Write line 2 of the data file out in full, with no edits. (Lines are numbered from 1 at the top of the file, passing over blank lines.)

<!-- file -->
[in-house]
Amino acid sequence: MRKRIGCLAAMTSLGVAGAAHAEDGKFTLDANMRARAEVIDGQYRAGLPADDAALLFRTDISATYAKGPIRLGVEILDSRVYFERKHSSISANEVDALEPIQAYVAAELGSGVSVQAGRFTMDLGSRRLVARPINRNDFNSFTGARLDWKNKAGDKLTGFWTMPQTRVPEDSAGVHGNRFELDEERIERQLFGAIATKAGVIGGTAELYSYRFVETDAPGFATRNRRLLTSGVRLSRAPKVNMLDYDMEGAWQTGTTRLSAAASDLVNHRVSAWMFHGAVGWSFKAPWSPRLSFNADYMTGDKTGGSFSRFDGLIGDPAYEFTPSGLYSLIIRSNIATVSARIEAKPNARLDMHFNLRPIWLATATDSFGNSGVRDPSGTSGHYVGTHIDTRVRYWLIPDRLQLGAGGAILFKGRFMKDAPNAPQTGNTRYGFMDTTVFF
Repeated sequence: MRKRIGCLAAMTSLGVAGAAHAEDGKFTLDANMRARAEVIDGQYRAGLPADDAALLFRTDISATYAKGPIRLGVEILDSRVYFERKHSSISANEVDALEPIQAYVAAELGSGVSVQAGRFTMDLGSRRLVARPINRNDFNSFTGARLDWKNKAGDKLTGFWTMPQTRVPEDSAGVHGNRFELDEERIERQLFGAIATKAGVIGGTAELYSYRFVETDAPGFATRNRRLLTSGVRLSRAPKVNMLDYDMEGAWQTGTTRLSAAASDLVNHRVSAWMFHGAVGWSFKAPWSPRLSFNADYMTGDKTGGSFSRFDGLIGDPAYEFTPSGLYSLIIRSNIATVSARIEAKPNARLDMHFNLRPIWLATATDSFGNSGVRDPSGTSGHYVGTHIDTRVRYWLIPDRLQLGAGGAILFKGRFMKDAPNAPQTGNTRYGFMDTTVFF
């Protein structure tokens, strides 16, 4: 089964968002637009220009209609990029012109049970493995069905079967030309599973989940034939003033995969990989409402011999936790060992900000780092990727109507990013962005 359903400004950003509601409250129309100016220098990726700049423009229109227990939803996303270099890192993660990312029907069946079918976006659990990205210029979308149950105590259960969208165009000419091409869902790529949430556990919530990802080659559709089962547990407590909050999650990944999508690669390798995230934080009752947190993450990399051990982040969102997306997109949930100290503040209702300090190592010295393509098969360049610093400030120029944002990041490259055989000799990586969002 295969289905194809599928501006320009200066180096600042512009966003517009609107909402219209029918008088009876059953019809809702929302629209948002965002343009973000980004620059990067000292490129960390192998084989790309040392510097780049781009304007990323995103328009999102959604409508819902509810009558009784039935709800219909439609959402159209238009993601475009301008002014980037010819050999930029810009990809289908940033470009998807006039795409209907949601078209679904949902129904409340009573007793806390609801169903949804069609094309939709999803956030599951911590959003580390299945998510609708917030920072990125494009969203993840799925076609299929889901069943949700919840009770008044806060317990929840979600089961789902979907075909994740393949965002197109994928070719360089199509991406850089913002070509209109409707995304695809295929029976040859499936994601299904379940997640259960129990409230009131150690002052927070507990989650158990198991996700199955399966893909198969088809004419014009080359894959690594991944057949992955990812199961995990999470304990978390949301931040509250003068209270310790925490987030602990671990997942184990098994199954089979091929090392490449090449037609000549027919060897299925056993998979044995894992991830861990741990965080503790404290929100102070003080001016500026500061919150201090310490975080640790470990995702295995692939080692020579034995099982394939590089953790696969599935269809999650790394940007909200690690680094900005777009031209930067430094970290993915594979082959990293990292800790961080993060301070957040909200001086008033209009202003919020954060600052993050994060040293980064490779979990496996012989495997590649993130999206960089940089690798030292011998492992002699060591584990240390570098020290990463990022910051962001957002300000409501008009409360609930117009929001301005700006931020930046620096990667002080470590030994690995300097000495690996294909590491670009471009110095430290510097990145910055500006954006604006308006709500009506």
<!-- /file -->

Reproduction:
Amino acid sequence: MRKRIGCLAAMTSLGVAGAAHAEDGKFTLDANMRARAEVIDGQYRAGLPADDAALLFRTDISATYAKGPIRLGVEILDSRVYFERKHSSISANEVDALEPIQAYVAAELGSGVSVQAGRFTMDLGSRRLVARPINRNDFNSFTGARLDWKNKAGDKLTGFWTMPQTRVPEDSAGVHGNRFELDEERIERQLFGAIATKAGVIGGTAELYSYRFVETDAPGFATRNRRLLTSGVRLSRAPKVNMLDYDMEGAWQTGTTRLSAAASDLVNHRVSAWMFHGAVGWSFKAPWSPRLSFNADYMTGDKTGGSFSRFDGLIGDPAYEFTPSGLYSLIIRSNIATVSARIEAKPNARLDMHFNLRPIWLATATDSFGNSGVRDPSGTSGHYVGTHIDTRVRYWLIPDRLQLGAGGAILFKGRFMKDAPNAPQTGNTRYGFMDTTVFF